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VA launches new program to help reduce U.S. veteran suicides

Washington, Jan 17 (Prensa Latina) Starting Tuesday, veterans experiencing an emergency suicidal crisis will be eligible for no-cost care, including inpatient treatment, at any Department of Veterans Affairs (VA) facility or non-VA hospital, regardless of whether they are enrolled with the VA.

The department announced that it is expanding eligibility for care — up to 30 days of inpatient or residential care or 90 days of outpatient treatment — for veterans in a severe, acute mental health emergency.

According to VA, the program aims to ease the burden of pricy treatment for nearly 9 million former U.S. service members who do not already receive VA health care and services.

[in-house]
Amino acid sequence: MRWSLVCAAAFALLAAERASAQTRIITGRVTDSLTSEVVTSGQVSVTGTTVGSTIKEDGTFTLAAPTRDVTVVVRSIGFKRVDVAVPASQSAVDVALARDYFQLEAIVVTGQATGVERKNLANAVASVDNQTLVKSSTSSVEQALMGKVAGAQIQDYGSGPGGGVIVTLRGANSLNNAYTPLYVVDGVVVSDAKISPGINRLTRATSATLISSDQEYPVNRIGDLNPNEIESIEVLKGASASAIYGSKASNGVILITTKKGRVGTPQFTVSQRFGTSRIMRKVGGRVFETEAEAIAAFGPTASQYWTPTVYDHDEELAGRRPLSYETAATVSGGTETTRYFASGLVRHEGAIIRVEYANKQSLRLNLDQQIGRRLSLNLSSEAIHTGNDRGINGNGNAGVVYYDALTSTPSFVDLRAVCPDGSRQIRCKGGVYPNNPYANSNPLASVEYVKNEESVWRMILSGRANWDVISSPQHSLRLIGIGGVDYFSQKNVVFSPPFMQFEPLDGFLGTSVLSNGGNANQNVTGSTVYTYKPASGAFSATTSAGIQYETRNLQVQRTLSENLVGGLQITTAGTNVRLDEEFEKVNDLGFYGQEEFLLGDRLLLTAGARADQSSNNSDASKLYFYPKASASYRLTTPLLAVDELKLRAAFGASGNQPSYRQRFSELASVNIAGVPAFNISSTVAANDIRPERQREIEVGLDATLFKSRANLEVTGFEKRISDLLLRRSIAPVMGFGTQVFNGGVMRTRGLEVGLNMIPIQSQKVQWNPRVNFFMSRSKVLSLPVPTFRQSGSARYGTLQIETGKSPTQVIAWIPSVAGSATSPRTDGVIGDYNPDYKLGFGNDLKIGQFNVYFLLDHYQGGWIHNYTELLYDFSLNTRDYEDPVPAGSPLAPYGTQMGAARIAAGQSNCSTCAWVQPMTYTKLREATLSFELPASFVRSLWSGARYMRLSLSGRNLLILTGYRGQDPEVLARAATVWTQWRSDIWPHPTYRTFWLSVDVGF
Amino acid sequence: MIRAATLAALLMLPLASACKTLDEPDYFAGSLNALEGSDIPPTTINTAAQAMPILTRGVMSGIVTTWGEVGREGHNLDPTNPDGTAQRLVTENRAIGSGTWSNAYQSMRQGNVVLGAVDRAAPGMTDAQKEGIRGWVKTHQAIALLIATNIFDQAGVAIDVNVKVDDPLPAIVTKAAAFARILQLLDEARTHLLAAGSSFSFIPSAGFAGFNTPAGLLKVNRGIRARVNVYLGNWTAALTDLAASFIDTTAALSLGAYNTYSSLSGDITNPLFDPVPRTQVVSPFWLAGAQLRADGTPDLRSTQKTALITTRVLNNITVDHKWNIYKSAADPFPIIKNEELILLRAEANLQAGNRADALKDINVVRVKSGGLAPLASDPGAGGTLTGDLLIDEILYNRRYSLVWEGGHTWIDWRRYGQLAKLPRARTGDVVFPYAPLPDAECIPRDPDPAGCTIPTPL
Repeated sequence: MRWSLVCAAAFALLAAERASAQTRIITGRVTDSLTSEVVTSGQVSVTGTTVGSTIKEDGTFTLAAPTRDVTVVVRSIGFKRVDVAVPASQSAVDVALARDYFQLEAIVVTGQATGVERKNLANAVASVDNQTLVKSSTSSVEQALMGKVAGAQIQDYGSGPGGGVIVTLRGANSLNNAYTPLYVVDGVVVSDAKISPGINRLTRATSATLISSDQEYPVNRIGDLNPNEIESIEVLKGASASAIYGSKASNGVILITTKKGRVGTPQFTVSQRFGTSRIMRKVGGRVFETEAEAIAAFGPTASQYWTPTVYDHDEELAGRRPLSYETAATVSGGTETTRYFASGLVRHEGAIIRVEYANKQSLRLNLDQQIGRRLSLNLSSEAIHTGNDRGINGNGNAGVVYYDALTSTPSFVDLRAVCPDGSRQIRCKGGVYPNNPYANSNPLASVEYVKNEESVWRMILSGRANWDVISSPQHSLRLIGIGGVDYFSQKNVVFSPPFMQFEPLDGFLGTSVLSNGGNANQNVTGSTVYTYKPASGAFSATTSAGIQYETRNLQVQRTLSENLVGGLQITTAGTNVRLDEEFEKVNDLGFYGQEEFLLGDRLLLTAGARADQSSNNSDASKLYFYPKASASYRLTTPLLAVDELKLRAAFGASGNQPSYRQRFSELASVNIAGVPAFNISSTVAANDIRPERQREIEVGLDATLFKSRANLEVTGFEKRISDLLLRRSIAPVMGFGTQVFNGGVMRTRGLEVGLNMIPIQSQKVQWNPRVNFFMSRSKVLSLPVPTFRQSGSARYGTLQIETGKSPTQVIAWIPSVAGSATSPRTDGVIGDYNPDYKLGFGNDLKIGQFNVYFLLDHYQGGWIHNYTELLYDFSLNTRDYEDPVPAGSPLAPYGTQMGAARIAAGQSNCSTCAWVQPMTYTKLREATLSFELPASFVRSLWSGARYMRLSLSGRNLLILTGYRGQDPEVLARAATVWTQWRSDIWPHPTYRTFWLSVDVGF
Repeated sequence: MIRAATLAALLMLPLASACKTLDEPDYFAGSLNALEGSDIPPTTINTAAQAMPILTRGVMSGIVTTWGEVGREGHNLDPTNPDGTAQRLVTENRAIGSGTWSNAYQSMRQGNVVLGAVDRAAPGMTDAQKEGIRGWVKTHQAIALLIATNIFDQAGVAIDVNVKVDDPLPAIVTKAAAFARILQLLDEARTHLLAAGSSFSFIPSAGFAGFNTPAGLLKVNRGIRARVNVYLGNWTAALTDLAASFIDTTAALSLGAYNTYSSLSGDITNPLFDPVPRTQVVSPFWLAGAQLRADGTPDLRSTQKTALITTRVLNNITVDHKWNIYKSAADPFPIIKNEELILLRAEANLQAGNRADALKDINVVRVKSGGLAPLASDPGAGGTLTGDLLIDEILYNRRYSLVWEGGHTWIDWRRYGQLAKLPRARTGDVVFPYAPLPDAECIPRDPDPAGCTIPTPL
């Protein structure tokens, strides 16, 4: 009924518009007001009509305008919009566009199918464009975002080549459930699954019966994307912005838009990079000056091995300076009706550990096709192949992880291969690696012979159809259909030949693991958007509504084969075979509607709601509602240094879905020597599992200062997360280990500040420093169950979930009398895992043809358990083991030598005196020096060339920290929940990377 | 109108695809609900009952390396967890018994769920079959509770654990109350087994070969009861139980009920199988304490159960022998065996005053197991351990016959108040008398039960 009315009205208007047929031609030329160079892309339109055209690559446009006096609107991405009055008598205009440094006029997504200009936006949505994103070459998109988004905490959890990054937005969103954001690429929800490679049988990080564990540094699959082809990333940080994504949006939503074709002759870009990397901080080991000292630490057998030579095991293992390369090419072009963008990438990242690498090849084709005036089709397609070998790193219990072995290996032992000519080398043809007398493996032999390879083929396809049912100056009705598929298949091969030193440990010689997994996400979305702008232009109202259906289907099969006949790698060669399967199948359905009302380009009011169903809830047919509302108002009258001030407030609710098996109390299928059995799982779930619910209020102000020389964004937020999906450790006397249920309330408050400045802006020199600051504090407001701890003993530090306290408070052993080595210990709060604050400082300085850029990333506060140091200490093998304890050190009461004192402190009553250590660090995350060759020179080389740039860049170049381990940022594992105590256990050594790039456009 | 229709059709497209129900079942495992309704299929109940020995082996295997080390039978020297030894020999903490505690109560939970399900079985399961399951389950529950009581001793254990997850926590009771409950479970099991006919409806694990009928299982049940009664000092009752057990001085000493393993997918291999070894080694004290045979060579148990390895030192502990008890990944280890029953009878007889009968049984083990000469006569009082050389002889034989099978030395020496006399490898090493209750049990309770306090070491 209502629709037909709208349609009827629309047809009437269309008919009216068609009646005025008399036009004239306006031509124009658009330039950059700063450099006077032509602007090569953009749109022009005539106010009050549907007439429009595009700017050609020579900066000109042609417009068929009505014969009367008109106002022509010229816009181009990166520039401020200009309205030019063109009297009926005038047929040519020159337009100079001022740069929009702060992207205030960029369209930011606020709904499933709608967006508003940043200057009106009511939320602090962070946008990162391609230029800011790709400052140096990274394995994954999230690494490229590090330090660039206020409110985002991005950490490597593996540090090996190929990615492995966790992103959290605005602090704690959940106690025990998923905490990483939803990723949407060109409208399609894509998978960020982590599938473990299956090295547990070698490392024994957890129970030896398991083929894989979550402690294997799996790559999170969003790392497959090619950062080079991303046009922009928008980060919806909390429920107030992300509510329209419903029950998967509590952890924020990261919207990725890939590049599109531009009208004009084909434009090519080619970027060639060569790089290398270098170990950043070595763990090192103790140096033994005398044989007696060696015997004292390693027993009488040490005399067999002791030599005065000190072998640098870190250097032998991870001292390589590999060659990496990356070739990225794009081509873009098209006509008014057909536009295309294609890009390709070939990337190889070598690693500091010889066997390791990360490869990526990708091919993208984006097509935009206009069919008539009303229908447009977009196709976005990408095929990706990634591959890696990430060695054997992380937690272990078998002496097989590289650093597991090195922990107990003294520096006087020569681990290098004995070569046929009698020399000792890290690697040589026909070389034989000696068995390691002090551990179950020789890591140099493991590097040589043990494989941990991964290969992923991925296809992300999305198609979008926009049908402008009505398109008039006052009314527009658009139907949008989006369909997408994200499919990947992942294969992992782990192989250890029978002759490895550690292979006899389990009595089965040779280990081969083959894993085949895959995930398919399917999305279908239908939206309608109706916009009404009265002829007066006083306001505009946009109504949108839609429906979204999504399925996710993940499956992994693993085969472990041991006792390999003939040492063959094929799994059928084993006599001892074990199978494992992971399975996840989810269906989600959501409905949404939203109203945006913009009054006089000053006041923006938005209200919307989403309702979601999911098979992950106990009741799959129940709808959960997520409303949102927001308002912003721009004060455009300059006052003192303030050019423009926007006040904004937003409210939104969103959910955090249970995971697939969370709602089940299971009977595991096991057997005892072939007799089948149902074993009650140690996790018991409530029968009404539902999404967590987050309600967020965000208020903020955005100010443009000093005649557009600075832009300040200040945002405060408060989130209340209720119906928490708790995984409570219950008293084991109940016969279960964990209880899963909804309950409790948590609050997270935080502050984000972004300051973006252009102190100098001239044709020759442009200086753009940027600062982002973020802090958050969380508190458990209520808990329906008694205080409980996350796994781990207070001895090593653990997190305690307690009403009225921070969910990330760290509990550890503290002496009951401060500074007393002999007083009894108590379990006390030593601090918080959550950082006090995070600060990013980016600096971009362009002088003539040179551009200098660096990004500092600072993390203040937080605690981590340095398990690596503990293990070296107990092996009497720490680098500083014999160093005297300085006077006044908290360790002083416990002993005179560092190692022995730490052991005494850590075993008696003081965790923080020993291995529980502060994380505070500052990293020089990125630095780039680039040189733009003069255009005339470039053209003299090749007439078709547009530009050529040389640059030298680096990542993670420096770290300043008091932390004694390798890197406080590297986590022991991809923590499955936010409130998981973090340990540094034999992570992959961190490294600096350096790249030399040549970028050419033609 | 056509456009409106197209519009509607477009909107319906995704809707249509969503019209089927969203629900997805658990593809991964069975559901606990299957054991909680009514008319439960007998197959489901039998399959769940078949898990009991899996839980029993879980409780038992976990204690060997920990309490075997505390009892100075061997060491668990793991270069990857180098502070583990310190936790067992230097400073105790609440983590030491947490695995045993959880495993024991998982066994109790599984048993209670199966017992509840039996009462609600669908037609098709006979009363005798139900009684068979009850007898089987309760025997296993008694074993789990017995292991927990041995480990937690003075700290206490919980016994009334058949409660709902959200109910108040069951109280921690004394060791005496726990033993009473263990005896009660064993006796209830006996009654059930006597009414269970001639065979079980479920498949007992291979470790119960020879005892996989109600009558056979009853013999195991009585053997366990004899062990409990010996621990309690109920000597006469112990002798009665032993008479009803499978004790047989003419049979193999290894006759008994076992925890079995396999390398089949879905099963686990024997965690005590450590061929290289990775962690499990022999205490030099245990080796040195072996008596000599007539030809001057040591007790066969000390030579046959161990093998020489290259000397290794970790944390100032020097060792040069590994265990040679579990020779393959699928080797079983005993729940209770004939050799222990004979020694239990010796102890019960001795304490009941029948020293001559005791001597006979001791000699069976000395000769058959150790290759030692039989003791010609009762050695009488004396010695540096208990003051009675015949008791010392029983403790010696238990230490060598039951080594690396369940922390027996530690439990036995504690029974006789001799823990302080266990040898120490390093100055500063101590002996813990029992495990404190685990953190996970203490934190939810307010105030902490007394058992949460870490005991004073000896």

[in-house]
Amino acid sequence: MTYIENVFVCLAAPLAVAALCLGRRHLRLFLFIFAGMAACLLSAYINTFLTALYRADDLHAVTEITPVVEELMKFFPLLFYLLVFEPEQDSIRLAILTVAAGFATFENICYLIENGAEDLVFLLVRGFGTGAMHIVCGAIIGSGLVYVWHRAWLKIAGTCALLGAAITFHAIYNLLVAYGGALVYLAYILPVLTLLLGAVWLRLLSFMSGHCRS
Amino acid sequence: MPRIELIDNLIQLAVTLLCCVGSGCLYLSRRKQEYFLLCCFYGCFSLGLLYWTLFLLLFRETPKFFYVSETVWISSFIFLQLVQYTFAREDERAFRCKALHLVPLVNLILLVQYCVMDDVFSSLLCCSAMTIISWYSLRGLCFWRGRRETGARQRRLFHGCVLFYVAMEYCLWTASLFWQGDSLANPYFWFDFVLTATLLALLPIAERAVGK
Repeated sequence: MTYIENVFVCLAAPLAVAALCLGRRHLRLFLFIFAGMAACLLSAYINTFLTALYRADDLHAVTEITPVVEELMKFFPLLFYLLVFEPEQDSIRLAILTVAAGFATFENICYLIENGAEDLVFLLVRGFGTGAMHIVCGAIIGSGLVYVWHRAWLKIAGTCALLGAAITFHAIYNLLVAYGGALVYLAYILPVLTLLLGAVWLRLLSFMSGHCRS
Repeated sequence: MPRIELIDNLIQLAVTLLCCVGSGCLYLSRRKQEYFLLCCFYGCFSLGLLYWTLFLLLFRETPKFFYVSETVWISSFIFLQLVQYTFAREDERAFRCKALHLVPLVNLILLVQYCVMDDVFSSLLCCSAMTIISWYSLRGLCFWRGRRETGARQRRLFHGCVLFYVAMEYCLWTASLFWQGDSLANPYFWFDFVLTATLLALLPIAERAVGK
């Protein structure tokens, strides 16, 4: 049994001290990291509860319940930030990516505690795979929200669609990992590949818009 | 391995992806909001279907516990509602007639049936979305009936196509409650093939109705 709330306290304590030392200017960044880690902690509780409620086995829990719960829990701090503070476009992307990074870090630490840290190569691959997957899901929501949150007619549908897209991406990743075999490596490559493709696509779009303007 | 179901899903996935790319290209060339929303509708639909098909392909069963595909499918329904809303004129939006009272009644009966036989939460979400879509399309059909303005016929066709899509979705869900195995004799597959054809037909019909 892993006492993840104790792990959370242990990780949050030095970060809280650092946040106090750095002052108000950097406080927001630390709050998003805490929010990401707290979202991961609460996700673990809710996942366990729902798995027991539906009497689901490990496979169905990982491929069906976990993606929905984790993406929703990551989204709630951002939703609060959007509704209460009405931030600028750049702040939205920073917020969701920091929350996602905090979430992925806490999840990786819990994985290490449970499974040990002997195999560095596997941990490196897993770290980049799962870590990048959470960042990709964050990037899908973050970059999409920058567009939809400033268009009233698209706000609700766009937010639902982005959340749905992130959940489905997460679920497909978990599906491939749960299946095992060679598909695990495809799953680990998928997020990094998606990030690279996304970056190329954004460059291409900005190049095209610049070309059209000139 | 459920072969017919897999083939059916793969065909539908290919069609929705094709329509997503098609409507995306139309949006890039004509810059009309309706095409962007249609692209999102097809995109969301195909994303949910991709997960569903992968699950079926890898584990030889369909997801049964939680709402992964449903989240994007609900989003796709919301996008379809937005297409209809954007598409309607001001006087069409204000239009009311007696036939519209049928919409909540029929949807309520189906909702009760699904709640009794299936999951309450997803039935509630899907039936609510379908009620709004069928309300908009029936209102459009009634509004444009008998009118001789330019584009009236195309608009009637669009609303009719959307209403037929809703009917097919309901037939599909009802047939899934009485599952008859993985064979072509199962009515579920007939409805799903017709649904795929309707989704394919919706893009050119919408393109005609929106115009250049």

“Veterans in suicidal crisis can now receive the free, world-class emergency health care they deserve — no matter where they need it, when they need it, or whether they’re enrolled in VA care,” VA Secretary Denis McDonough said in a press release. “This expansion of care will save veterans’ lives, and there’s nothing more important than that.”

According to an interim rule that is to be published Tuesday in the Federal Register, eligible veterans include those in crisis who received an other-than-honorable discharge or higher, or were sexually assaulted or harassed while serving, and meet one of four conditions having served: More than 24 months on active duty, 100 days under a combat exclusion, In support of a contingency operation directly more than 100 days or as a drone operator for more than 100 days.

The suicide rate for U.S. veterans is much higher than for the rest of the adult population, according to data from the Giffords Law Center, a gun violence prevention organization.

Over 6,500 of US veterans commit suicide each year, accounting for approximately one in five of all such gun deaths in the country.

Since 2006, former U.S. military personnel died by suicide nearly 20 times more than soldiers killed in war operations.

Plus, nearly 70% of these incidents involve firearms, compared to approximately 51% of all firearm deaths in the nation.


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